Samsung 4K Entertainment Experience with HW-K950 Soundbar
Anyone who’s experienced Dolby Atmos sound at the cinema will know that it rocks. The addition of height channels to a surround sound mix takes your sense of immersion in a movie’s world to a phenomenal new level. You can now get Dolby Atmos at home too, of course – and it’s growing in importance now that Atmos tracks seem to be arriving almost by default on the latest Ultra HD Blu-ray releases.
Let’s look first at what the K950 package consists of. The ‘main event’ is a surprisingly traditional-looking black bar that’s designed to sit under your TV; an optional wall mount system is available if you’ve hung your TV up. The bar is joined by a fairly large wireless subwoofer and a pair of conventionally sized – but again wireless – rear speakers.The system is not, in truth, especially easy on the eye compared with some of today’s soundbar and multi-channel speaker packages. But the design takes on technical marvel status when you realise what each unit’s got crammed inside.
The K950’s driver system is designed in a 5.1.4 configuration, which translates into five channels in the main soundbar, one bass channel from the subwoofer, and four channels from the two rear speakers. As is necessary for any Atmos system, the sound produced by the K950 includes front and rear height channels, delivered by top-mounted drivers firing up at just the right angle to create the ‘sphere of sound’ that’s an Atmos trademark.
Talking of drivers, the K950 system carries no less than 16 of them, each with its own dedicated amplifier (total amplification is 500W). That breaks down as three 1.2-inch tweeters, six 2.5-inch mid-range drivers and two 3-inch full-range drivers in the sound bar, four 3-inch full-range drivers in the surrounds, plus the 8-inch bass driver in the subwoofer.
The K950 also stands out from the pack with its connections, as it’s the first Atmos-capable soundbar to support 4K pass-through via HDMI. So you can attach 4K sources such as Ultra HD Blu-ray players, the XBox, and a cable box to its two HDMI inputs, and have the Ultra HD (and high dynamic range if available) picture part of the feed passed on to your 4K TV via the K950’s HDMI output while the K950 deals with the audio. Aside from the key HDMIs, the K950’s other connections comprise an optical digital audio input and a 3.5mm analogue audio input, plus Bluetooth and Wi-Fi network connectivity.
The network options, in conjunction with Samsung’s smartphone app, mean you can stream music into the K950 from a wide range of online sources, including TIDAL, Amazon Music, Spotify, TuneIn Radio, Deezer, Napster and – since the system can play back high-resolution audio formats – the ‘7 digital’ website.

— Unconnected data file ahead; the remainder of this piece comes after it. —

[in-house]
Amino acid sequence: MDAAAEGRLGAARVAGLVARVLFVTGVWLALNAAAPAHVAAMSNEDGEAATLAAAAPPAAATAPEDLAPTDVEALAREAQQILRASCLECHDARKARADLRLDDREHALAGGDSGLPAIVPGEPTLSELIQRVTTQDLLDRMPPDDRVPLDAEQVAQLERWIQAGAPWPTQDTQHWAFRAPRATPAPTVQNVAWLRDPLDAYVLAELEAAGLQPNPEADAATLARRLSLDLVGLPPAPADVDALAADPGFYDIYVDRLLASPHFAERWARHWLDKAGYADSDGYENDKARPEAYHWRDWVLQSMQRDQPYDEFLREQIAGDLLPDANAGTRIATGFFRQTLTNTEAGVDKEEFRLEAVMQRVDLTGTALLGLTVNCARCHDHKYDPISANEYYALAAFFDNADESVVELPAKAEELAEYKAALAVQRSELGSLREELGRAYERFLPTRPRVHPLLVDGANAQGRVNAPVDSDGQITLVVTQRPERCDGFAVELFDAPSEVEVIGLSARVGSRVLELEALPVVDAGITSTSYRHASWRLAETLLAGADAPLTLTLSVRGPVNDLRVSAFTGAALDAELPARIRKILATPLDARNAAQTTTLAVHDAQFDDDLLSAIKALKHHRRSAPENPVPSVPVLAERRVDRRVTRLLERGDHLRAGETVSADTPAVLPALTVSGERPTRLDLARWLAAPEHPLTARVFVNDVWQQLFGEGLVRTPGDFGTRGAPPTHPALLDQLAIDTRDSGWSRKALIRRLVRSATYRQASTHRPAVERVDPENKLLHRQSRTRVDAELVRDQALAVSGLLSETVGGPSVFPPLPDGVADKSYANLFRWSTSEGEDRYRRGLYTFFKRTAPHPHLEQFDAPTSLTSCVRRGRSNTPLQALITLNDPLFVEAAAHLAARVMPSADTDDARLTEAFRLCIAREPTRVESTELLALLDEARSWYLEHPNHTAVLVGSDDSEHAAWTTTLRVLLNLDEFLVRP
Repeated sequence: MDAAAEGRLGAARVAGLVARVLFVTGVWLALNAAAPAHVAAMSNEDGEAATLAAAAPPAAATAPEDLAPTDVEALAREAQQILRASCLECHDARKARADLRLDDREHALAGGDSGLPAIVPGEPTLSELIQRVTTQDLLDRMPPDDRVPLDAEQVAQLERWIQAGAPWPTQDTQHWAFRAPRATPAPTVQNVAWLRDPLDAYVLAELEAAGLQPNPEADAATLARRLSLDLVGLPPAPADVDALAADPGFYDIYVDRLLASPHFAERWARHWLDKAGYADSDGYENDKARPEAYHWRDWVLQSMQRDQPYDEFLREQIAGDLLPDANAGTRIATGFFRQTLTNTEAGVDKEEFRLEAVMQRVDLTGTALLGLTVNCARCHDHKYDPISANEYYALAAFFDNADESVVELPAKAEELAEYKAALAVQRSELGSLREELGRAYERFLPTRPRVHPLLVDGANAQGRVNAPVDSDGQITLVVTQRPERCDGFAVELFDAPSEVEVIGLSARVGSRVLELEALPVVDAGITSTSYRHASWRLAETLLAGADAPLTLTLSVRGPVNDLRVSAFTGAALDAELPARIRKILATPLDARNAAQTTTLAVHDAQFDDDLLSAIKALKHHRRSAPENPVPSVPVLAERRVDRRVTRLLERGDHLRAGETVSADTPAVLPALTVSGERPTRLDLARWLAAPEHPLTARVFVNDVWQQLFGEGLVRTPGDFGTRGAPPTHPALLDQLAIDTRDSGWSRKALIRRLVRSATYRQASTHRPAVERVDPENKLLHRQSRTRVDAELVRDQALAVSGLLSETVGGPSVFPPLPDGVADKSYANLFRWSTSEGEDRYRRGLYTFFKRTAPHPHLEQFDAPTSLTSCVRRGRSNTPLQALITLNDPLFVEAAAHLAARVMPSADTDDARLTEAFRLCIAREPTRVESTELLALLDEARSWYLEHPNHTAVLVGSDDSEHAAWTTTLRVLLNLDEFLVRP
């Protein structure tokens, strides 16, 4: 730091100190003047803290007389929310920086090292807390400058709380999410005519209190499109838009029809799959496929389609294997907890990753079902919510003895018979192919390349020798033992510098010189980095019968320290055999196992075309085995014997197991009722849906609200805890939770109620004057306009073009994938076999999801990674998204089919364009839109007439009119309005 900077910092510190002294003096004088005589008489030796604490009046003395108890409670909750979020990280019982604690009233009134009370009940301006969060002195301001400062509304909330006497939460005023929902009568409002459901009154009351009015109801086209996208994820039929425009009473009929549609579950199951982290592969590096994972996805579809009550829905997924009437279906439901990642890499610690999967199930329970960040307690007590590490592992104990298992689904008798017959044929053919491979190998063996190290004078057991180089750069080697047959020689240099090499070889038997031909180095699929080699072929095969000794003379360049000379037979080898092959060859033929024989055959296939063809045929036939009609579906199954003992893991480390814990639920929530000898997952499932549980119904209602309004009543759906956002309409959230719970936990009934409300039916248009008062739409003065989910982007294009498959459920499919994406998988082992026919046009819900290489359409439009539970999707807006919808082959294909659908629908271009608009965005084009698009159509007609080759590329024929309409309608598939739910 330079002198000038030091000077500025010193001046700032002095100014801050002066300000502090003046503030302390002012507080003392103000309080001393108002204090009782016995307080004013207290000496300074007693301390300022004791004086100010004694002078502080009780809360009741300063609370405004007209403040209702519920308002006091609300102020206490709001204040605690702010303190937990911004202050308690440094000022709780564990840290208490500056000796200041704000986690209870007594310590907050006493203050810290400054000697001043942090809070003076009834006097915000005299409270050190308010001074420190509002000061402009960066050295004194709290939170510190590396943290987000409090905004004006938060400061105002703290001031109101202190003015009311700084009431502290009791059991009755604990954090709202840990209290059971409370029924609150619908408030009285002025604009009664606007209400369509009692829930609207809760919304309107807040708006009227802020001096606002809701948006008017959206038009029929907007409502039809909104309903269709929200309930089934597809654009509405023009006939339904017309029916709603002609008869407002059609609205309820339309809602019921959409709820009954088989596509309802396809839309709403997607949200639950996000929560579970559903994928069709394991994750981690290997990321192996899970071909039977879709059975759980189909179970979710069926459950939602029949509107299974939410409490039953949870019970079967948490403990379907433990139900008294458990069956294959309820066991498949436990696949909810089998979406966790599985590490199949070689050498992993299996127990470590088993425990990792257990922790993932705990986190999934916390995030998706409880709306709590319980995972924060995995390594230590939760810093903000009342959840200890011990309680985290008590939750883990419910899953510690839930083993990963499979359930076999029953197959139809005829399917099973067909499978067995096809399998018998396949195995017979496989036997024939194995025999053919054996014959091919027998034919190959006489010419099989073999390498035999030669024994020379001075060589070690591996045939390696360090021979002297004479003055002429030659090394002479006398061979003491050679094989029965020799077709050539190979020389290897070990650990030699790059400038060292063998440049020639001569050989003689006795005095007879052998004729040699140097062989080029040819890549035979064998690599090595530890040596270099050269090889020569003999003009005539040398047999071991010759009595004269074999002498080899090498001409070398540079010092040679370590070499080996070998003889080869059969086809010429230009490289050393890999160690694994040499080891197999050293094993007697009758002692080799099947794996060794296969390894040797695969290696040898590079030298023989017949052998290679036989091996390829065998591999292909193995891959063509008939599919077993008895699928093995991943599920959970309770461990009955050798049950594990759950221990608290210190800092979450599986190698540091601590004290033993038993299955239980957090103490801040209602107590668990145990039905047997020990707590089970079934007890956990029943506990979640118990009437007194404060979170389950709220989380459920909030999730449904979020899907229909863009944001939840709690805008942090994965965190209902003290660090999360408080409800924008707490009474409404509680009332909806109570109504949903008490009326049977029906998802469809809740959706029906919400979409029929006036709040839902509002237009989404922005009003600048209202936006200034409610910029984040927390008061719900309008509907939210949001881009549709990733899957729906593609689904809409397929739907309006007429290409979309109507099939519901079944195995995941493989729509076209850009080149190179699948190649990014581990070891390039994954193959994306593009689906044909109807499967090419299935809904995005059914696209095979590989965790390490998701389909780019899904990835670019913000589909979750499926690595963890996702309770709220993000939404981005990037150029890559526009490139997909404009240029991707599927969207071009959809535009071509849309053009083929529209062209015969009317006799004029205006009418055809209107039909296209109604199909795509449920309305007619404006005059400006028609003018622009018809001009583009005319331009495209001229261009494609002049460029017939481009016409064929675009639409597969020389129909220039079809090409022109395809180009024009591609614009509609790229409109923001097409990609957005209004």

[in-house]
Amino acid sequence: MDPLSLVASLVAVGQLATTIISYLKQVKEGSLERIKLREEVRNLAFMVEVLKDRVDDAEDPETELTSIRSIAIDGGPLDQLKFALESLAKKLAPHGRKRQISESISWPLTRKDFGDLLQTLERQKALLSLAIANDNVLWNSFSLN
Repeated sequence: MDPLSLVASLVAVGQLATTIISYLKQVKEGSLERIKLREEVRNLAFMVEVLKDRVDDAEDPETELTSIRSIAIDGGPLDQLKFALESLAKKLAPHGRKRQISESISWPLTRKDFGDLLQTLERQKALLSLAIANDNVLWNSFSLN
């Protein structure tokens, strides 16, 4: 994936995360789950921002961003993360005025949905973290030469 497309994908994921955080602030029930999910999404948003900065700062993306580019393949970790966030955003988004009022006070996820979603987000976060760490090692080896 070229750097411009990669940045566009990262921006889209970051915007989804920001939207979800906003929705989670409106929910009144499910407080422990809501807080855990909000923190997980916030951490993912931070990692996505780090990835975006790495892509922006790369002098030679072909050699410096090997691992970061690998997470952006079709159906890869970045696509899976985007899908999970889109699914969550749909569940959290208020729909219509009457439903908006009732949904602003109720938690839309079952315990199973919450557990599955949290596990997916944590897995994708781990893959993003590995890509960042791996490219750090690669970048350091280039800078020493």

If you’d rather look closer to home for your music sources you can use DLNA to stream music stored on your PCs and NAS drivers. Plus the Bluetooth can be used for wirelessly sending sound from compatible Samsung TVs to the K950.
Domestic Dolby Atmos systems usually require you to sit in a quite specific ‘sweet spot’ to get the optimum listening experience. For the K950 series, though, Samsung has used specially designed dome-style tweeters to expand the sweet spot area to a degree where, it’s claimed, a family of three or four should be able to sit in a row on the sofa and still experience pretty much the same level of audio immersion.
The K950 offers a decent selection of sound presets for different types of music, and supports Dolby Digital 5.1 and 7.1 mixes as well as Atmos ones. It even carries processing that can create an Atmos ‘sound sphere’ effect from non-Atmos sources.
There is one thing the K950 does not do, however, and that’s play DTS soundtracks in anything more than stereo. Samsung has opted to do this in order to keep licensing costs down, and to ensure that the K950 produces an absolutely uncompromised performance with Atmos tracks. But it’s clearly a significant limitation when you consider how many Blu-rays only carry DTS soundtracks for their main English language mixes.
A quick rummage through the 20 most recent Blu-rays I’ve bought reveals that no less than 17 of them use DTS Master Audio for their main English language tracks. Assuming this is representative of the wider Blu-ray world, that means more than 75% of Blu-rays you already own or intend to buy may only play in stereo on the K950. And while the K950 does provide a processing option that attempts to turn these stereo feeds into surround sound, it inevitably doesn’t work too well .
One bit of good news in all this is that Dolby Atmos tracks are starting to appear on pretty much all the latest Ultra HD (rather than standard HD) Blu-ray discs, so unless the DTS:X equivalent format suddenly starts to make a comeback, the K950 is looking well set to provide stunning audio company for the next generation of AV sources.